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genessis-models

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Reply with quote  #1 
Weathering Wash : Panel Lines, Streaking and Fading : Tutorial

 

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Arnakke

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dpastern

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Reply with quote  #3 
Thank you Bobby - excellent tutorial.  I presume the same technique is used for acrylic based washes (and water rather than an oil washes/odourless metho combination).  If I understood correctly, one should do the base colour etc and seal that first with a sealer (say, acrylic gloss if I'm using acrylic paints), before doing the wash etc, is that correct?

Dave
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genessis-models

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Reply with quote  #4 
Hi dpastern

If you used an acrylic wash onto an acrylic surface the acrylic wash could reactivate your acrylic paint work and smudge it, this will depend on what acrylic wash you used (water wash will be fine).

“Think of oil and water”, and then mix them into a cup, what will happen is they will separate with the oil at the top and the water at the bottom, oil and water just simply do not mix.

This is why using an oil wash in this tutorial video over and acrylic surface will not reactivate the acrylic paint work we have because our wash is oil based and our paint work is water based.

So they simply will not mix together.

If I was to get say Tamiya X-20a as my thinners what will happen is the X-20a will reactivate our paint work and start to eat back down to the plastic.

Not only that when it comes down to blending in things like shadows, grime etc. etc., I do believe enamels and oils beat acrylics hands down

Hope this helps and feel free to ask some more and let me know what wash you are using as it can be a different story for different washes.

Bob


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dpastern

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Reply with quote  #5 
Thanks Bob - that makes perfect sense.  Best way to learn is to ask.  I've got a couple of model kits now, just waiting on some more modelling tools/gear and paints before I start.  I'll probably start the smallest kit first to ease back into things (Hasegawa Messerschmidt B109F from memory) and work from there onwards!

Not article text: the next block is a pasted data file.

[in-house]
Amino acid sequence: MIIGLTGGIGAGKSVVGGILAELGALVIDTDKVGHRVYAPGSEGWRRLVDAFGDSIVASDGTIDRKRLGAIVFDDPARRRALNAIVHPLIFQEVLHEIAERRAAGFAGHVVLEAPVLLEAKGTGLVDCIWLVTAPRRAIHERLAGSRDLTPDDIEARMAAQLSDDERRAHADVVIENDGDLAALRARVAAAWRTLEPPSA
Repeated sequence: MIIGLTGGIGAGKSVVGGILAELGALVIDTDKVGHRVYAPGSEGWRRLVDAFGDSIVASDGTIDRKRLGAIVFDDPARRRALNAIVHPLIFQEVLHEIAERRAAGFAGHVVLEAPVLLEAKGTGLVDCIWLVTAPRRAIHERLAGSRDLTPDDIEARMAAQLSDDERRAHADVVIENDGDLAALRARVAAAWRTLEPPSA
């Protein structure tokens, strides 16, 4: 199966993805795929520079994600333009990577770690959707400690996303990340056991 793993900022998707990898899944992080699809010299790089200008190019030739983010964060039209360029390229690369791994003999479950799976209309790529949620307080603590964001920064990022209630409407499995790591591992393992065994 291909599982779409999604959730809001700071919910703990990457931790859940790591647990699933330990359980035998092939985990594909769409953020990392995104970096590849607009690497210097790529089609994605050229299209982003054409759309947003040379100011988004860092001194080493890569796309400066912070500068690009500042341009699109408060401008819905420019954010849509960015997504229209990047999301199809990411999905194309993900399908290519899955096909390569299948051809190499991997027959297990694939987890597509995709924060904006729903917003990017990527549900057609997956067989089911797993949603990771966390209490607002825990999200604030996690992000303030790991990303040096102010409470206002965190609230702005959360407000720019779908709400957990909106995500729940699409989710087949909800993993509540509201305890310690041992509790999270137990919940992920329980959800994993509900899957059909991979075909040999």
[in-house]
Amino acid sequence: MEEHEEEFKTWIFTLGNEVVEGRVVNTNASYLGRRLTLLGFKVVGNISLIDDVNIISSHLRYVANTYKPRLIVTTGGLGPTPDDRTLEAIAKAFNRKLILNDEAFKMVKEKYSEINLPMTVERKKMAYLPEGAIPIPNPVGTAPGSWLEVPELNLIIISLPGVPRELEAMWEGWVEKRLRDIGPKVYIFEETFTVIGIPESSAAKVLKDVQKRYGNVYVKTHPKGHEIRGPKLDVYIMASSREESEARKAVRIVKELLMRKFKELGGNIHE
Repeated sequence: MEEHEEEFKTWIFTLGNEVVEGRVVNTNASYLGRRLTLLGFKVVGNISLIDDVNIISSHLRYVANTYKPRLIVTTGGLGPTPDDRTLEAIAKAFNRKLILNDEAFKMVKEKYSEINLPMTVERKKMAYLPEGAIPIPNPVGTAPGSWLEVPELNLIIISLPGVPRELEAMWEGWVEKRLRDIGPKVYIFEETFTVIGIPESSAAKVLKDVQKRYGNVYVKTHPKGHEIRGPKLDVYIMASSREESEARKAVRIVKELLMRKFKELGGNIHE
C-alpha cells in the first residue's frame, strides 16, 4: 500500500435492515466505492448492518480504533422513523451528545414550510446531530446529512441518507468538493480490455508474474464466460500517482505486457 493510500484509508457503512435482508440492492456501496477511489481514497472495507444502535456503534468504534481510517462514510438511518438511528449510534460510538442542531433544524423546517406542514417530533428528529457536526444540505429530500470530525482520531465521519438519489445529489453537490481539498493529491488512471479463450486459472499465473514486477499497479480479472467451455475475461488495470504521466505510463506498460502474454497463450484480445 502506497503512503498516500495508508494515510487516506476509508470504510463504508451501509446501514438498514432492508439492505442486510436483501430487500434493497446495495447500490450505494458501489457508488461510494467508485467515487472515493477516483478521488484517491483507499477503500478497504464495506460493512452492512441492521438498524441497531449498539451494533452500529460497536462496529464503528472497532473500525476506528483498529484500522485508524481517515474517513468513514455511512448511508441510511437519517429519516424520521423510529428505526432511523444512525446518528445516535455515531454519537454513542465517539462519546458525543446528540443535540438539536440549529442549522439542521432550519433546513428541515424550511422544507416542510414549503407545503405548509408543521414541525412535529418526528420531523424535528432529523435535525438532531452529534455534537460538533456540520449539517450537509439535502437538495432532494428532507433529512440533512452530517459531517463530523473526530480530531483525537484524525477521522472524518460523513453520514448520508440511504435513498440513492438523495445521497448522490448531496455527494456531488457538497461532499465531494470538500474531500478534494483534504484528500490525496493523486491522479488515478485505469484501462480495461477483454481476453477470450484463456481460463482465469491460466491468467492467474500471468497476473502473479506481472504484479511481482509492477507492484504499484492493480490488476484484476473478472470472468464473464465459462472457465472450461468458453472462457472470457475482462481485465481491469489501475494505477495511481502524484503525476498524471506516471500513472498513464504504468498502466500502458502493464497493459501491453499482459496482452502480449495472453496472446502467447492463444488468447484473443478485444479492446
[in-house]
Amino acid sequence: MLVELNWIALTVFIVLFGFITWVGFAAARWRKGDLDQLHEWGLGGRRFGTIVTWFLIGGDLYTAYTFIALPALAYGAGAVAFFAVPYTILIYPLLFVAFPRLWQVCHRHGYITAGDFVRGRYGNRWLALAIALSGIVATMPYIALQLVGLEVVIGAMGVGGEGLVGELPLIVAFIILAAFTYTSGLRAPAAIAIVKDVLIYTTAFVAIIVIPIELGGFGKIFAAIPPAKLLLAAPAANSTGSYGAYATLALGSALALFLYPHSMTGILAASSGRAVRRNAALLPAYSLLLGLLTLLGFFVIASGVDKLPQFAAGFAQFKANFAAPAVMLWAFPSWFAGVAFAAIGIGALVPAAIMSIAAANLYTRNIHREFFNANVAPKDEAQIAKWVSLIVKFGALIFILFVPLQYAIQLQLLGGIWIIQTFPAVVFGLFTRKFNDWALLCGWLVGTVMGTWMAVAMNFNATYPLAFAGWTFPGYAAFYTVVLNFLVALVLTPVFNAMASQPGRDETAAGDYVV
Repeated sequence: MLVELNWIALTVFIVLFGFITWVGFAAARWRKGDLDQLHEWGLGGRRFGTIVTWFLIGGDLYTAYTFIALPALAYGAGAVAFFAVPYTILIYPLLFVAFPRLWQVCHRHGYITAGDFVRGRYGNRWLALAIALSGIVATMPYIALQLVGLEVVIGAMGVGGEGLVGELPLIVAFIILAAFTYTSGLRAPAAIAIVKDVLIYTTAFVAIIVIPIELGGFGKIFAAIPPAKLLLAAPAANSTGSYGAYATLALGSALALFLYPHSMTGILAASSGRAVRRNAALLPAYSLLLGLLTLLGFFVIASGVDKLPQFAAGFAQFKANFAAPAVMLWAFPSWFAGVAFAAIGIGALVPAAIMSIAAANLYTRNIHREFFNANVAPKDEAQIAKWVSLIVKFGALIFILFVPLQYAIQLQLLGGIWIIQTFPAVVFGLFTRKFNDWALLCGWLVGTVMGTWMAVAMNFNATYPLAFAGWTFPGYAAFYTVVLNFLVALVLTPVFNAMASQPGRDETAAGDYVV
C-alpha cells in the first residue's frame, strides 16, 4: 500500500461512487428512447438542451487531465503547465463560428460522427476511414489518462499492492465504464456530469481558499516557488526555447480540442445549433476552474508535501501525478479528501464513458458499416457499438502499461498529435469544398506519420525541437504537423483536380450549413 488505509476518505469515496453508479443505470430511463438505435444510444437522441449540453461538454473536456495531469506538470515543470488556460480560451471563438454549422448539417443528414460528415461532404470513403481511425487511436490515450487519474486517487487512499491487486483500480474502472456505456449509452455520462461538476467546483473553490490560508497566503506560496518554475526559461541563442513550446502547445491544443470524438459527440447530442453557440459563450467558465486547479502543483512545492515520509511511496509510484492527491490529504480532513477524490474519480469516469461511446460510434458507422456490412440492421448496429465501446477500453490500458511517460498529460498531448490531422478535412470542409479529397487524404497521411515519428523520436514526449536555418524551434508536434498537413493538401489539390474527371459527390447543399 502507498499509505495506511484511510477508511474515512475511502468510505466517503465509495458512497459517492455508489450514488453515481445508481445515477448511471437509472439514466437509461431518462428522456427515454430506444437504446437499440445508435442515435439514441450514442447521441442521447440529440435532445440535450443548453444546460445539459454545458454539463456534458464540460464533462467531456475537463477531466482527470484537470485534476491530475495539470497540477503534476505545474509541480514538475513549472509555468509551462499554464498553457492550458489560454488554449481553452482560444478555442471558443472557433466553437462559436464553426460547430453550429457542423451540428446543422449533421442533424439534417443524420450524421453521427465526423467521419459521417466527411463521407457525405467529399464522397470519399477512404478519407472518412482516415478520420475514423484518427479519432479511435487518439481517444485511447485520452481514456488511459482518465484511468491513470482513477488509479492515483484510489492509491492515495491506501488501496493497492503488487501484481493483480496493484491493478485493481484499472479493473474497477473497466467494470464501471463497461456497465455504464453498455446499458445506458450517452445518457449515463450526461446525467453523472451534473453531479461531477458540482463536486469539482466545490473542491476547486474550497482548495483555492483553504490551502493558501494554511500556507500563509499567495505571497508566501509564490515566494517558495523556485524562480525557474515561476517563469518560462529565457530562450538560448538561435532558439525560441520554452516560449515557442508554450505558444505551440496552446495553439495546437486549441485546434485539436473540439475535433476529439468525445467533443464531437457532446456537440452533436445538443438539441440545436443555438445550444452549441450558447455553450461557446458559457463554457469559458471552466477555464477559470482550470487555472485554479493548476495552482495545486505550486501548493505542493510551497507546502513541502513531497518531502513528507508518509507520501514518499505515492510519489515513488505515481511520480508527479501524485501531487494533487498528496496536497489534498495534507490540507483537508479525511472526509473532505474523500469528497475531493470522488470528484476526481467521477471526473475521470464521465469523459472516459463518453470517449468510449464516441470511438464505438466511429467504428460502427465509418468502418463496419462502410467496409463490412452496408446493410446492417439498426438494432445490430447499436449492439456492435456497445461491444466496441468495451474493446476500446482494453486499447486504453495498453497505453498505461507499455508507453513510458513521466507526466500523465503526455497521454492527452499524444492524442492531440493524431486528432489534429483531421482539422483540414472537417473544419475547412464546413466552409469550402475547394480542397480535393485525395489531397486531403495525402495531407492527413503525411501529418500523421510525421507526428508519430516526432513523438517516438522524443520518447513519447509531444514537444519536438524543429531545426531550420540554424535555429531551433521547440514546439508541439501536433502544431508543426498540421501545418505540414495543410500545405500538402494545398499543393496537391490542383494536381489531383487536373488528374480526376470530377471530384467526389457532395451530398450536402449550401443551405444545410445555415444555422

Dave
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seekis

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Reply with quote  #6 

Hi Bobby

Can I use something like the Flory models washes in the same way? I have tried using it by painting it all over and wiping it off but it seems to finish up looking grubby and the effect somehow out of scale

thanks
Steve

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genessis-models

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Reply with quote  #7 

The Flory models wash is called a sludge wash, and is an old simple recipe, it is simply paint pigments and when it comes to picking the best, "oils" will beat paint pigments hands down when it comes to blending and making streaks plus more.

It’s strange you ask this as I am doing a video right now on sludge washes for the September Show.

I now Phil try's to advertise his wash as being the all and end all of all weathering and nothing else exists, and that he shows the Flory wash as being able to do streaks, spraying it you name it he tries to get his wash to do every kind of weathering, but you nether see him use oils or enamel washes, sadly the sludge was has its place in modelling the same as oils and enamels have their place.

simply put the Flory sludge wash is not fine enough to do the kind of blending and streaking that oils and enamels can do, the Flory sludge wash is a nice easy way of filling in panel lines for beginners up, which is going to sound like I’m just saying this because of who I am, but just watch this September show and see what is in the sludge wash, try both out and see for yourself,

Sorry if this sounds like I’m having a go at you Steve, I’m not its just there is so much more out there in the world of weathering over than Phil’s solo wash.

Thanks Bob


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seekis

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Reply with quote  #8 

Thanks Bob

Understand where you're coming from and look forward to the sludge wash video

I think I've been feeling somewhat inadequate because everyone else thinks the Flory wash is fantastic and I just can't get results I like

I'll get some oils and give it a try

Cheers
Steve

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Acadieman

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Reply with quote  #9 
I found a place where to buy the Mig Production Oils but they are out of the odorless turpentine. Anything else I can use ? Like Weber Turpenoid ?
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